Home » How to Become a Verified Publisher with Microsoft to Sign Apps & Drivers
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Not sure how to become a verified publisher with Microsoft? No worries — we’ll break down what a Microsoft-verified publisher is and how you can start publishing Windows-trusted desktop applications and drivers in no time.

Are you looking to publish Windows-trusted desktop software, kernel-mode updates, or driver packages? If so, it’s essential to know that it requires you to be a verified publisher with Microsoft.

Contrary to what you may think, becoming a Microsoft-verified publisher isn’t a mystical process shrouded in mystery. But to make things easy, we’ll walk you through how to become a verified publisher with Microsoft so you can start signing these assets right away.

With that in mind, this article will cover:

  • What a verified publisher is,
  • How to become a verified publisher with Microsoft so you can start signing Windows apps and drivers, and
  • Why becoming a verified publisher matters to your organization, customers, and digital products.

What It Means to Be a Microsoft-Verified Publisher

If you’re searching for a topic like “how to become a verified publisher with Microsoft,” it’s likely that you already know what a verified publisher is and just want to get the ball rolling on becoming one. (If so, just skip to the next section on signing Windows apps and signing Windows drivers.) But just in case this is a new topic for you, we thought it would be helpful to quickly cover what it entails.

A Microsoft-verified publisher is someone whose software products and code are trusted by Microsoft operating systems and browsers. To achieve this trust:

  • The software publisher must undergo a digital identity verification process called code signing validation. This process involves a publicly trusted certification authority (CA) checking your official identifying records and performing other validation checks (phone calls, video calls, etc.).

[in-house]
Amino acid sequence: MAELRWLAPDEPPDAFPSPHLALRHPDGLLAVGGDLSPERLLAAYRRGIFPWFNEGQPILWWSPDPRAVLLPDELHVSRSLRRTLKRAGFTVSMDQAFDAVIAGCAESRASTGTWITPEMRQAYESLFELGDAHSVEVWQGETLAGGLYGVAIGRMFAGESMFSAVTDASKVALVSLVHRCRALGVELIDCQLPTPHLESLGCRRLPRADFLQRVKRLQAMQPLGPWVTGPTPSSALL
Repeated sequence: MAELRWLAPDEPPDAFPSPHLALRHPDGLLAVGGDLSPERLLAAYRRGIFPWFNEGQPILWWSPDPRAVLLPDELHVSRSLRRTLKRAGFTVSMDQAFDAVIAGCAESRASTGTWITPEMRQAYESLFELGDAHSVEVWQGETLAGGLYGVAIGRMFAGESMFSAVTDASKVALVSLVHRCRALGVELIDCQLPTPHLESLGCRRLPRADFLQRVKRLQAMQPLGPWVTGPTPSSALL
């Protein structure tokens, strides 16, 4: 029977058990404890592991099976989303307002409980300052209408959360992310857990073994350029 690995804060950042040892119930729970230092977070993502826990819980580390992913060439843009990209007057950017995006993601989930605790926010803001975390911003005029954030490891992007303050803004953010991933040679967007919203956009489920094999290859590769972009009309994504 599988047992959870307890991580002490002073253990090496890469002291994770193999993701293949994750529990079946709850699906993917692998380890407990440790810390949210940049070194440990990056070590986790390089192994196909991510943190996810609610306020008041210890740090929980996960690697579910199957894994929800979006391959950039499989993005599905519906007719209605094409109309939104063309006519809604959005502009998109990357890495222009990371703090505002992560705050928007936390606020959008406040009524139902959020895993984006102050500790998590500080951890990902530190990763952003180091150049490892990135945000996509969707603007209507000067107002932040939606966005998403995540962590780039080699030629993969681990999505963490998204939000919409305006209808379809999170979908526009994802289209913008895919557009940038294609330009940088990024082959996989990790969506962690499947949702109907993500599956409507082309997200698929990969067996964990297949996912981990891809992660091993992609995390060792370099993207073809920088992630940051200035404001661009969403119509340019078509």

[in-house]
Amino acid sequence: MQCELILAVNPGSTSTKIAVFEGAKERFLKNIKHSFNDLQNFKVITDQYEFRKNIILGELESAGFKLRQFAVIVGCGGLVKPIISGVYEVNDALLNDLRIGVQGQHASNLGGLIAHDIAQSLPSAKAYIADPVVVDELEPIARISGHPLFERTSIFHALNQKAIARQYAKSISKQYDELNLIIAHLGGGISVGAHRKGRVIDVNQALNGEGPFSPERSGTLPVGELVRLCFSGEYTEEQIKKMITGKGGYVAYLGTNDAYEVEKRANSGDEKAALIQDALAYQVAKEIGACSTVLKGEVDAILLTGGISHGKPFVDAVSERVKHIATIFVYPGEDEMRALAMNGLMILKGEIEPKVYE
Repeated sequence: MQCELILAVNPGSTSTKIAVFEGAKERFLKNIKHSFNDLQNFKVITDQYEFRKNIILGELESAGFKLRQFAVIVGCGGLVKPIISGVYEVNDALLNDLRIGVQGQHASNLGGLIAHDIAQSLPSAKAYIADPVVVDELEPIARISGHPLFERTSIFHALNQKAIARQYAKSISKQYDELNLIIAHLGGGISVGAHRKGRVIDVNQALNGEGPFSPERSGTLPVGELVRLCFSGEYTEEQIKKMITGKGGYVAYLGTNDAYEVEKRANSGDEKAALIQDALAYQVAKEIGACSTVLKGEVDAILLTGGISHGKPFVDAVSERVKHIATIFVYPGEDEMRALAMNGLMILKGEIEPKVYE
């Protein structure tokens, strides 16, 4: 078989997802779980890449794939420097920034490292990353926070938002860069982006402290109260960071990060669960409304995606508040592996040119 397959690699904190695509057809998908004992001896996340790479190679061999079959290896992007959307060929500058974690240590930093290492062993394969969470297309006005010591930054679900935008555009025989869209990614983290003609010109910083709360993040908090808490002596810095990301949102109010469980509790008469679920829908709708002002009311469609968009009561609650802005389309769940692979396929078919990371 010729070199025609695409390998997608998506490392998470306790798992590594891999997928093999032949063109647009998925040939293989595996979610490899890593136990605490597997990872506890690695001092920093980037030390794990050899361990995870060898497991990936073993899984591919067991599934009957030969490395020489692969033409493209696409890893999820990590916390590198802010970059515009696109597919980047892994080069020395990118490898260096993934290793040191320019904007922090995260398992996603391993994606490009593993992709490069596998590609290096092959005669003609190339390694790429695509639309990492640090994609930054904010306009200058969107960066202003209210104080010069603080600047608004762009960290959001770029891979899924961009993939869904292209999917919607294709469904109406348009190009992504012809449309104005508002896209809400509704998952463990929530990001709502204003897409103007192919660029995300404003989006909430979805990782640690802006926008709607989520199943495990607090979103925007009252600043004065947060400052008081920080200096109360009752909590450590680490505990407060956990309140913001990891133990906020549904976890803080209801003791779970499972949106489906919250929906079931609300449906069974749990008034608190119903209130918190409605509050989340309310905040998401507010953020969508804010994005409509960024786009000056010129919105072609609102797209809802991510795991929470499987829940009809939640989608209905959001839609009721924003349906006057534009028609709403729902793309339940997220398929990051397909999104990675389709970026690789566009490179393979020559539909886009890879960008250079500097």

• The software or code must be digitally signed using a publicly trusted code signing certificate.

But not all code signing certificates are equal. Some have different verification requirements based on their validation level. For example:

How to Become a Verified Publisher With Microsoft to Sign Windows Applications

Knowing how to become a verified publisher with Microsoft so you can digitally sign desktop software is a pretty straightforward process. Essentially, it entails getting a publicly trusted code signing certificate and rolling with it. (You can use either a standard or EV code signing certificate for this task.) But let’s look at this process a little more closely:

  • Get a code signing certificate. You’ll need to purchase one of these digital certificates from a publicly trusted certificate provider (such as DigiCert or Sectigo).
  • Complete the validation process. This process allows the CA to verify you’re you (and not an imposter) and/or that your organization is legitimate.
  • Wait for your code signing secure USB token to arrive in the mail. We get it — waiting is rarely fun. But be patient, padawan; your time will come. Soon, you’ll be able to start digitally signing Windows apps to your heart’s content.
  • Set up your secure hardware. This process entails installing client authentication software and setting up a token password. Check out our other resource to learn more about how to set up a code signing hardware token.
  • Start signing! You’re set to digitally sign your Windows application(s) before deployment using the code signing certificate. Learn how to digitally sign executable files using SignTool.

What It Takes to Become a Microsoft-Verified Publisher to Sign Windows Drivers

Technically, signing Windows drivers can be done with virtually any valid and publicly trusted code signing certificate. However, there are steps you’ll need to take in order to be eligible to digitally sign kernel-mode drivers.